This paper discusses the horticultural history of southern African Erica spp. in Europe, and especially in Britain, during the late eighteenth and the early decades of the nineteenth century. We note evidence for the deliberate hybridization of the so-called Cape heaths by European horticulturists, in particular by the English nurseryman William Rollisson and by the Very Rev. William Herbert. We discuss some of the nomenclatural consequences of the naming by miscellaneous botanists and nurserymen of the hundreds of new Erica species and hybrids, emphasizing the proliferation of eponyms. An appendix tabulates eponyms and their numerous orthographic variants published before 1835 within Erica, and provides the correct orthography for these epithets.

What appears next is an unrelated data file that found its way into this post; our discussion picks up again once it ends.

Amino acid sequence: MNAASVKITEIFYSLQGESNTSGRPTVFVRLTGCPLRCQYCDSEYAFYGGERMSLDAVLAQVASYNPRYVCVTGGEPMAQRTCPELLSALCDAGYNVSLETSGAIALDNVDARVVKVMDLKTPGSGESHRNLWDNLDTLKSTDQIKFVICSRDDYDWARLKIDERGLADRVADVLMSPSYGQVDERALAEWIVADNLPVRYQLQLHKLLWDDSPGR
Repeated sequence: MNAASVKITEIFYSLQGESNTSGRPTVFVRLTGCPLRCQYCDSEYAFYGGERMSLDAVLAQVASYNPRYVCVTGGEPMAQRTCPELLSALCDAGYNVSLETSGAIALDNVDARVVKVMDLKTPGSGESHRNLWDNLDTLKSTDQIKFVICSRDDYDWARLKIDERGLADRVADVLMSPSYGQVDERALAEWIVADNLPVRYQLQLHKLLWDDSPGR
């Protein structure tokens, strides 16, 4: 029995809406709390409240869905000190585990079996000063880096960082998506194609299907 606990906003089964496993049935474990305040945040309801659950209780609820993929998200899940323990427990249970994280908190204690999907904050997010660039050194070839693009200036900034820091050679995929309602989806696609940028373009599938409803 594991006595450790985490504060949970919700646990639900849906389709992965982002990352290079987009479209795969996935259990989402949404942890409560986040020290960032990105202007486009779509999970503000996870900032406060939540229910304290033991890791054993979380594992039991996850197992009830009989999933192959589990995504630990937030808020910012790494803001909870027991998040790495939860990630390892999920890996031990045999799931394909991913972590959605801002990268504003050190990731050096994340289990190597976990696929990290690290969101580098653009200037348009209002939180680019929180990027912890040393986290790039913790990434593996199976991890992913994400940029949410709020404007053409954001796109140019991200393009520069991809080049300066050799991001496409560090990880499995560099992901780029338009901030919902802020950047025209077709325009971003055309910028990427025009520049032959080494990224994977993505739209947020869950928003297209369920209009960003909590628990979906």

Nelson, E. C., & Oliver, E. G. H. (2004). Cape heaths in European gardens: The early history of South African Erica species in cultivation, their deliberate hybridization and the orthographic bedlam. Bothalia, 34(2), 127–140. https://doi.org/10.4102/abc.v34i2.427